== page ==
Ramblings of a software tester…developer…tester…

Ramblings of a tester who is a programmer who is a tester who is a developer…

Go JIRA API client

Hi folks.

So, I was playing around and created a client for JIRA written in Go. It was nice to do some JSON transformation. And sending POSTS was really trivial.

It’s still in it’s infancy and I have a couple of more features I want to implement, but, here is the code…

package main
 
import (
	"bytes"
	"encoding/json"
	"flag"
	"fmt"
	"io/ioutil"
	"log"
	"net/http"
	"os"
 
	"github.com/BurntSushi/toml"
)
 
var configFile = "~/.jira_config.toml"
var parameter string
 
var flags struct {
	Comment     string
	Description string
	IssueKey    string
	Priority    string
	Resolution  string
	Title       string
	Project     string
}
 
//Issue is a representation of a Jira Issue
type Issue struct {
	Fields struct {
		Project struct {
			Key string `json:"key"`
		} `json:"project"`
		Summary     string `json:"summary"`
		Description string `json:"description"`
		Issuetype   struct {
			Name string `json:"name"`
		} `json:"issuetype"`
		Priority struct {
			ID string `json:"id"`
		} `json:"priority"`
	} `json:"fields"`
}
 
//Transition defines a transition json object. Used for starting, stoppinp
//generally for state stranfer
type Transition struct {
	Fields struct {
		Resolution struct {
			Name string `json:"name"`
		} `json:"resolution"`
	} `json:"fields"`
	Transition struct {
		ID string `json:"id"`
	} `json:"transition"`
}
 
//Credentials a representation of a JIRA config which helds API permissions
type Credentials struct {
	Username string
	Password string
	URL      string
}
 
func init() {
	flag.StringVar(&flags.Comment, "m", "Default Comment", "A Comment when changing the status of an Issue.")
	flag.StringVar(&flags.Description, "d", "Default Description", "Provide a description for a newly created Issue.")
	flag.StringVar(&flags.Priority, "p", "2", "The priority of an Issue which will be set.")
	flag.StringVar(&flags.IssueKey, "k", "", "Issue key of an issue.")
	flag.StringVar(&flags.Resolution, "r", "Done", "Resolution when an issue is closed. Ex.: Done, Fixed, Won't fix.")
	flag.StringVar(&flags.Title, "t", "Default Title", "Title of an Issue.")
	flag.StringVar(&flags.Project, "o", "IT", "Define a Project to create a ticket in.")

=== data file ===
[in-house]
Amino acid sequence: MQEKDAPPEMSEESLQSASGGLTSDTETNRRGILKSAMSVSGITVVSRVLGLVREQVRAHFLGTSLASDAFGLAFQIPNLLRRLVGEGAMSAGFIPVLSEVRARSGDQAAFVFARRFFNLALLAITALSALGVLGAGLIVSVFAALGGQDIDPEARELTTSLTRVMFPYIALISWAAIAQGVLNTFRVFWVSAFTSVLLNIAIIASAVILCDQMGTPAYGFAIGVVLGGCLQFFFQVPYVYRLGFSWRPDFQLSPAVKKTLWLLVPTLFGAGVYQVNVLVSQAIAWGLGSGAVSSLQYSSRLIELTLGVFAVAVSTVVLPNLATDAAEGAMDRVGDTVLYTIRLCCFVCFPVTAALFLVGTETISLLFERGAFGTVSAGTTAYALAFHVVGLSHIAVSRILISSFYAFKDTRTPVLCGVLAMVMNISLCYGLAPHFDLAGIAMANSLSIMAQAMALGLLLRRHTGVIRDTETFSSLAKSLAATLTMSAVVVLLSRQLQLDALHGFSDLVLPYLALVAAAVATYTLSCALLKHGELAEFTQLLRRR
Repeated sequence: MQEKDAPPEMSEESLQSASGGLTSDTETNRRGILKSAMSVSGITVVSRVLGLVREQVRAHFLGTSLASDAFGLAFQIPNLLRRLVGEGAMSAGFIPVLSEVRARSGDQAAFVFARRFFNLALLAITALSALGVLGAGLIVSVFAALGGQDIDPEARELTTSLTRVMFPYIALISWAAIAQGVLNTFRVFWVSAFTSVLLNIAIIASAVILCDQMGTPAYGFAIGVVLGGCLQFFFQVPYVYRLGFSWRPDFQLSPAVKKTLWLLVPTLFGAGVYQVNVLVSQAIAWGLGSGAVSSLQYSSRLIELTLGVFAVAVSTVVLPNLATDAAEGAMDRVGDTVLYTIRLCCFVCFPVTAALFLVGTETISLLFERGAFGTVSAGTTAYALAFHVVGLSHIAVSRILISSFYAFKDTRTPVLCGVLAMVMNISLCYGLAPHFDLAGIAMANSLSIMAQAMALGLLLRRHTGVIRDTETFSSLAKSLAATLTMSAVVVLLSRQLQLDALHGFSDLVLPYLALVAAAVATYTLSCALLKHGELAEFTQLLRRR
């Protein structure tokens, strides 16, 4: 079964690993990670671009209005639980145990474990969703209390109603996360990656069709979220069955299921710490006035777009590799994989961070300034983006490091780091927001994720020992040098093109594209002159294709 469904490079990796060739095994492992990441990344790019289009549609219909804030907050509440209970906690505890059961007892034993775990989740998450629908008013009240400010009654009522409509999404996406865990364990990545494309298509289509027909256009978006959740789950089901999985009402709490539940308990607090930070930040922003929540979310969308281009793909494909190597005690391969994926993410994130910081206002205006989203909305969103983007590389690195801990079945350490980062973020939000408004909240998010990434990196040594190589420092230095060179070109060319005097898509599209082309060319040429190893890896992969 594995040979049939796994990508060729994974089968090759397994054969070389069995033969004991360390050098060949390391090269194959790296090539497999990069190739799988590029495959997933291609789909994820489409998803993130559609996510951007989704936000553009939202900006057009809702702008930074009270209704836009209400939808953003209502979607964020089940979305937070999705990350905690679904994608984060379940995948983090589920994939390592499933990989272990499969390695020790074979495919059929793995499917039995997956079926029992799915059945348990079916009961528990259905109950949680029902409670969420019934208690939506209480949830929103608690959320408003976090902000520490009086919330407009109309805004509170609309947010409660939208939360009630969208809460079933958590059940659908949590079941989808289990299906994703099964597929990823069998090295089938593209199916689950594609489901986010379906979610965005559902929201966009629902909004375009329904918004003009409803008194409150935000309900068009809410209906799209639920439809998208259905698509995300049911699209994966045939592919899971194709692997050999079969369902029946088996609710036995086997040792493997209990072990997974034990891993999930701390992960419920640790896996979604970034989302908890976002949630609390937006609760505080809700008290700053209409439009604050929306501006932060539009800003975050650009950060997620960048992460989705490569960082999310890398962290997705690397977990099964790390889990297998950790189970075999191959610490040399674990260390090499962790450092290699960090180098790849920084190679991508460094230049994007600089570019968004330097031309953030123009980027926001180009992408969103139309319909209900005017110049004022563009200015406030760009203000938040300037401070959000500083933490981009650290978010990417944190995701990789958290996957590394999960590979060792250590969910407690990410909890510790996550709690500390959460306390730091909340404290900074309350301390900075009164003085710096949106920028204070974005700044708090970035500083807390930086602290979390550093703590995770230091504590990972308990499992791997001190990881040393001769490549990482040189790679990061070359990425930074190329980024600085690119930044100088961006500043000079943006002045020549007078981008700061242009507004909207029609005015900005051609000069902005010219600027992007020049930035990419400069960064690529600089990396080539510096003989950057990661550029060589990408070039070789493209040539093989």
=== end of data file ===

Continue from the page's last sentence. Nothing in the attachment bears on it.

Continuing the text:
flag.Parse()
}
 
func (cred *Credentials) initConfig() {
	if _, err := os.Stat(configFile); err != nil {
		log.Fatalf("Error using config file: %v", err)
	}
 
	if _, err := toml.DecodeFile(configFile, cred); err != nil {
		log.Fatal("Error during decoding toml config: ", err)
	}
}
 
func main() {
	if len(flag.Args()) < 1 {
		log.Fatal("Please provide an action to take. Usage information:")
	}
	parameter = flag.Arg(0)
	switch parameter {
	case "close":
		closeIssue(flags.IssueKey)
	case "start":
		startIssue(flags.IssueKey)
	case "create":
		createIssue()
	}
}
 
func closeIssue(issueKey string) {
	if issueKey == "" {
		log.Fatal("Please provide an issueID with -k")
	}
	fmt.Println("Closing issue number: ", issueKey)
 
	var trans Transition
 
	//TODO: Add the ability to define a comment for the close reason
	trans.Fields.Resolution.Name = flags.Resolution
	trans.Transition.ID = "2"
	marhsalledTrans, err := json.Marshal(trans)
	if err != nil {
		log.Fatal("Error occured when marshaling transition: ", err)
	}
	fmt.Println("Marshalled:", trans)
	sendRequest(marhsalledTrans, "POST", issueKey+"/transitions?expand=transitions.fields")
}
 
func startIssue(issueID string) {
	if issueID == "" {
		log.Fatal("Please provide an issueID with -i")
	}
 
	fmt.Println("Starting issue number:", issueID)
}
 
func createIssue() {
	fmt.Println("Creating new issue.")
	var issue Issue
	issue.Fields.Description = flags.Description
	issue.Fields.Priority.ID = flags.Priority
	issue.Fields.Summary = flags.Title
	issue.Fields.Project.Key = flags.Project
	issue.Fields.Issuetype.Name = "Task"
	marshalledIssue, err := json.Marshal(issue)
	if err != nil {
		log.Fatal("Error occured when Marshaling Issue:", err)
	}
	sendRequest(marshalledIssue, "POST", "")
}
 
func sendRequest(jsonStr []byte, method string, url string) {
	cred := &Credentials{}
	cred.initConfig()
	fmt.Println("Json:", string(jsonStr))